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Youth Protection Training

Youth protection training is the most important training you will take with the Boy Scouts of America

About Youth Protection Training

Concern for youth safety has been ingrained in the Boy Scouts of America’s DNA since the beginning. True youth protection can be achieved only through the focused commitment of everyone in Scouting. It is the mission of Youth Protection volunteers and professionals to work within the Boy Scouts of America to maintain a culture of Youth Protection awareness and safety at the national, regional, area, council, district, and unit levels. 

Before any adult can be registered with the Boy Scouts of America, they must fill out an application, take Youth Protection Training, and go through a Background Check. 


The Boy Scouts of America takes great pride in the quality of our adult leadership. Being a leader in the BSA is a privilege, not a right. The quality of the program and the safety of our youth members call for high-quality adult leaders.

The Boy Scouts of America (BSA) has a multilayered adult leader selection process that includes criminal background checks administered by a nationally recognized third party and other screening efforts.

STEP 1: Application

All adults who have been selected as potential leaders of youth by a chartered organization must provide references, past addresses, other community affiliations and affirm that they have had no criminal accusations made against them.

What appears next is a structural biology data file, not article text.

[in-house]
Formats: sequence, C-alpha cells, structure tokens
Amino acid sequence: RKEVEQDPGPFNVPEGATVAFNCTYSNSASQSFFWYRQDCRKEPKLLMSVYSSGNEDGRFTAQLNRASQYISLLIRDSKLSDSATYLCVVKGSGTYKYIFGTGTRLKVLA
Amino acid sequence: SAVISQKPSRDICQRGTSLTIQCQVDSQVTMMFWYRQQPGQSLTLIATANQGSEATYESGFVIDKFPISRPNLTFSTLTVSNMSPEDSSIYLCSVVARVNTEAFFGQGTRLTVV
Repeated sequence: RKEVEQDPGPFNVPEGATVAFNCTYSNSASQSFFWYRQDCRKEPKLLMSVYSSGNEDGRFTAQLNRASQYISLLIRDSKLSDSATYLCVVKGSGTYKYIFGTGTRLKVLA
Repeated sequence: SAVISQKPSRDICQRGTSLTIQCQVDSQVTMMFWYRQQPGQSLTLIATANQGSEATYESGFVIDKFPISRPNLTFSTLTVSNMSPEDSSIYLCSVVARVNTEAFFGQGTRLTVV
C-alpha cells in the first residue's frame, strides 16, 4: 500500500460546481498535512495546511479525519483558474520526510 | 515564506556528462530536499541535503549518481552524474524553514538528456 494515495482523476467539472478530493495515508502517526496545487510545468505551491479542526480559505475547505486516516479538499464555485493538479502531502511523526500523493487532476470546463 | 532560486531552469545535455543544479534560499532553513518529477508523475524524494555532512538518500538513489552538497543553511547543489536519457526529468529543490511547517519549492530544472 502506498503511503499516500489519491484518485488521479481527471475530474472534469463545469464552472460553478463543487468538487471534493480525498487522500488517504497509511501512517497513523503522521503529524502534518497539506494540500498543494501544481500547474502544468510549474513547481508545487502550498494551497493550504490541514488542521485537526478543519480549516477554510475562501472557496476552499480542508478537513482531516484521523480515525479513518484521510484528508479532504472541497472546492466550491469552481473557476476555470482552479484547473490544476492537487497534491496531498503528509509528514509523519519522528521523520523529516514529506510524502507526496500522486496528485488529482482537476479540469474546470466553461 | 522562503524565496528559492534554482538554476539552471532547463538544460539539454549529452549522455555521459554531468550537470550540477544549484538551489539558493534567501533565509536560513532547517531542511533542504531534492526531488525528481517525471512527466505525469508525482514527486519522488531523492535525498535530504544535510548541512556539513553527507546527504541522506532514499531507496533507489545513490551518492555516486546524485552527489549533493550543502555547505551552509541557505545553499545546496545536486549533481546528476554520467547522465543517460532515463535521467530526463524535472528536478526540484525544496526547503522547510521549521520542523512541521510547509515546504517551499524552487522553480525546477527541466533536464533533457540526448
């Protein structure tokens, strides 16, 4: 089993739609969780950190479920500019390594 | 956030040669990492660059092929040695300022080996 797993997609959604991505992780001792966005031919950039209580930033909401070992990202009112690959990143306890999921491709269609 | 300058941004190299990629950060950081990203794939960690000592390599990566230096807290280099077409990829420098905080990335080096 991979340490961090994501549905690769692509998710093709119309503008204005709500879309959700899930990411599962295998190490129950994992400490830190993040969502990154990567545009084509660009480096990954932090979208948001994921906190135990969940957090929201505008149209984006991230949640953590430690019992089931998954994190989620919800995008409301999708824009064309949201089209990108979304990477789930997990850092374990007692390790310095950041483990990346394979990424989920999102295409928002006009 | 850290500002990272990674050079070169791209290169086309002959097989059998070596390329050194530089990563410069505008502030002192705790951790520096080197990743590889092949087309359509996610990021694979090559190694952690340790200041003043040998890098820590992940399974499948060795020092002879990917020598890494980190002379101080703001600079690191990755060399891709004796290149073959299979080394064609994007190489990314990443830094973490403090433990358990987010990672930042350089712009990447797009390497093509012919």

STEP 2: Youth Protection Training

No person can become a registered leader in Scouting without first completing the BSA’s Youth Protection Training, and all registered adult volunteers are required to complete the training every two years. The training is available online 24 hours a day, seven days a week and is regularly updated to include the latest strategies for recognizing, responding to and preventing abuse.

STEP 3: References

Every potential volunteer is asked to provide local references from within the community they seek to serve. Chartered organizations (civic groups, schools, etc.), which establish Scouting units and provide local insight and ongoing supervision, are responsible for reviewing each application and determining which potential volunteers to move forward to the next phase of the leader selection process.